While I understand the hardship (see my last blog post for verification), I'm against all the coddling. Like every industry, the book world is changing. Part of that change is that in the last two years, the number of books available via online retailers has tripled. Let me say that again: BOOKS HAVE TRIPLED IN THE LAST TWO YEARS.
Wondering why your book sales have dropped? Look no further. While we're all supportive and friendly and all that shit, we're still small businesses, which means we're all in competition. Maybe it's not an all out sprint race (it's more like a freaking marathon that never ends), but the competition is there, in our faces every day.
I'm sure this will piss some people off, but I'm beyond caring. (No one is surprised by that)
So, in true #DawnPendleton fashion, I'm adding to this post some of the things I've heard my peers, bloggers, and readers say about the book world this past year. And I'm going to tell you all why it's a bunch of shit.
"It is what it is."
When did we become so submissive?
I don't want to be part of a world that we all roll over to. Newsflash: we're better than that. Instead of accepting what is, I say we band together to change it.
"I'm not in it for the money."
I'm not in any way implying that people ONLY write for money, but it does play a part in what we do, whether it's part-time or our only source of income. If you truly didn't care about money, all your books would be free or you'd be publishing them on WattPad.
In some way or another, we're all in it for the money.
"I don't know how to sell more books."
Instead of harboring a bad attitude about poor sales, be proactive. Talk to a PR consultant (or someone with a marketing degree), or even your peers about how to boost sales.
Many bigger-name authors (by which I mean best-selling) have written a multitude of blog posts about tips to increase sales and driving readers to your books. If you need new ideas, brainstorm. And if you brainstorm in a group, all the better. Some things work for some people. If something isn't working, try something different!
"My book should sell well, <insert bestselling author name here> blurbed it."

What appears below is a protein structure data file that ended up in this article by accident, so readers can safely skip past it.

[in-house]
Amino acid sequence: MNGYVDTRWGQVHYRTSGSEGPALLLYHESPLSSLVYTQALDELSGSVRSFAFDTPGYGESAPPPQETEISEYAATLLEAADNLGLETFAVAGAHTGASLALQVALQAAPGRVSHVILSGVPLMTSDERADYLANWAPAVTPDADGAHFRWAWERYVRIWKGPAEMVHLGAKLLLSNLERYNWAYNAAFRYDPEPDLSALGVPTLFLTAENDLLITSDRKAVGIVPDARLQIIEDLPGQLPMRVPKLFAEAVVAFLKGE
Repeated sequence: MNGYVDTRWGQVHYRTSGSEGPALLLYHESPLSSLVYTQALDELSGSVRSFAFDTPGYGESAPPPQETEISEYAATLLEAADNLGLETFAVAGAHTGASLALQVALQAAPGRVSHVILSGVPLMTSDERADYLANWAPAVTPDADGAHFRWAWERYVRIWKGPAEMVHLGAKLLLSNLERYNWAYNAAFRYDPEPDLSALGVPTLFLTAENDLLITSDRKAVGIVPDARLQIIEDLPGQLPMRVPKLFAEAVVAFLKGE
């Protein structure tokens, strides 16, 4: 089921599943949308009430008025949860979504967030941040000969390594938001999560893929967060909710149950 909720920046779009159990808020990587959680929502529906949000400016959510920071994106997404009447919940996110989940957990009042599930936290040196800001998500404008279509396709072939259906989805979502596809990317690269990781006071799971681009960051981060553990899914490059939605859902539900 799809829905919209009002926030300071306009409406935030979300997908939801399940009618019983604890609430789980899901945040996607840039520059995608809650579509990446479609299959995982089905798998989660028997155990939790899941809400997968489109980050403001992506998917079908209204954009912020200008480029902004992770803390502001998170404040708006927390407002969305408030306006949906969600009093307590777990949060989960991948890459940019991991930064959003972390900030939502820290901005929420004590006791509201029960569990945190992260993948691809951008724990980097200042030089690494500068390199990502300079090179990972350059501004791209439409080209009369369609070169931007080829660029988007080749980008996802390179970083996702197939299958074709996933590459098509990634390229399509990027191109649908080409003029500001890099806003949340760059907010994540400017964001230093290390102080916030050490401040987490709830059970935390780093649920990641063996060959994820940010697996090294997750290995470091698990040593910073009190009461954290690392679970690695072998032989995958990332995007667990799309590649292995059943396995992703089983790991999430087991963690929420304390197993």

If all it took was a blurb, everyone would be on a list.
"I don't have the money to spend on promotion because I'm not making any money."
Aside from the fact that we pay for editng, cover design, formatting, and any other book-publishing stuff, marketing is a beast.
Think about it this way: A start-up small business out in the real world (one with no digital products or delivery), has all the initial costs to set-up, obtaining and shelving product, promotion to get people through the door, plus payroll (OR they work a million hours a week themselves and still don't cut a paycheck). Most small businesses don't last a full year. And those that do are frugal. The ones that do well, even without a lot of sales, are the ones that have a lot of capital. Be prepared to fund your business for the first five years. And I'm not talking about KickStarter or one of the funding sites - when you start your self-publishing business, you should have enough money to last you at least a year, which means you should be able to fully fund 4-8 books without any royalties. If you can't, then I don't want to hear about you not making any money.
My husband says it all the time: you gotta have money to make money. And it's true.
For the record, my husband also funded the first six months of my writing career (editing, covers, formatting) until I started making money. Even now, there's a minimum amount that I need to make in order for me to continue doing this full-time.
"I read that popular book and it's no good - why is everyone buying it?"
PS - There's a difference between disliking a book and assuming judgment over how much they sell.
In short, I'm a bitch.
Here are some ideas for you to consider, when it comes to promoting your book (AKA, this is FREE advice I've gathered over the past two years):
~Retailers - put your books on all retailers instead of just one exclusively (like Amazon). You might not get thousands of sales, but those ten sales a month could mean the difference between mac n' cheese or steak for dinner one night.
~Create and use a newsletter (I use MailChimp)
~Chapter Swaps (ask your peers to do a chapter swap at the back of a book and make sure to include buy links)
~Blog - a lot of readers like to hear honesty from their favorite authors instead of just promotion. Blog occasionally about nonsensical stuff.
~Utilize social media, but don't get bogged down - a lot of times, we spend too much time on social media and that's when procrastination comes in.
~Change something. I'm talking price, covers, story tags, anything that will draw more attention and keep your book in front of new readers.
~Use BookBub. Seriously, BookBub can make quite a difference in your sales, especially if you're doing a sale. I've done a free ad and a $0.99 sale ad and my results varied, but I still made back the money I spent on my ad, plus, my books are now on the Kindles of more people than who had it before. #winning
~Free books. I'm on the fence with this. I've used it in the past and it spurred an amazing amount of sales to the second book (first in a series free)... But lately, I've seen a decline in the carry over sales. So... I recommend trying it to see what it does, but if you don't start seeing transferring sales, I'd stop.
Love you all.